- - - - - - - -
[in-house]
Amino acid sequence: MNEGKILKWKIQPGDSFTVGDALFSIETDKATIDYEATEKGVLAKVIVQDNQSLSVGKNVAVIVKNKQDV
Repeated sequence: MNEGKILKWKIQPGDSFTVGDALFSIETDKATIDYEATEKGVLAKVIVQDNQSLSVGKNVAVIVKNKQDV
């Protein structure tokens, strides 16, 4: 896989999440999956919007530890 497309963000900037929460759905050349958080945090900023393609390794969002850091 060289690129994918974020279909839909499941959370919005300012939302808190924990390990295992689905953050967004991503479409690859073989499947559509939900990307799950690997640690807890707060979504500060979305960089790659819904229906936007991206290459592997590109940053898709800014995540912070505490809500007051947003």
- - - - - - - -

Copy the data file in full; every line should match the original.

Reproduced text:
[in-house]
Amino acid sequence: MNEGKILKWKIQPGDSFTVGDALFSIETDKATIDYEATEKGVLAKVIVQDNQSLSVGKNVAVIVKNKQDV
Repeated sequence: MNEGKILKWKIQPGDSFTVGDALFSIETDKATIDYEATEKGVLAKVIVQDNQSLSVGKNVAVIVKNKQDV
């Protein structure tokens, strides 16, 4: 896989999440999956919007530890 497309963000900037929460759905050349958080945090900023393609390794969002850091 060289690129994918974020279909839909499941959370919005300012939302808190924990390990295992689905953050967004991503479409690859073989499947559509939900990307799950690997640690807890707060979504500060979305960089790659819904229906936007991206290459592997590109940053898709800014995540912070505490809500007051947003």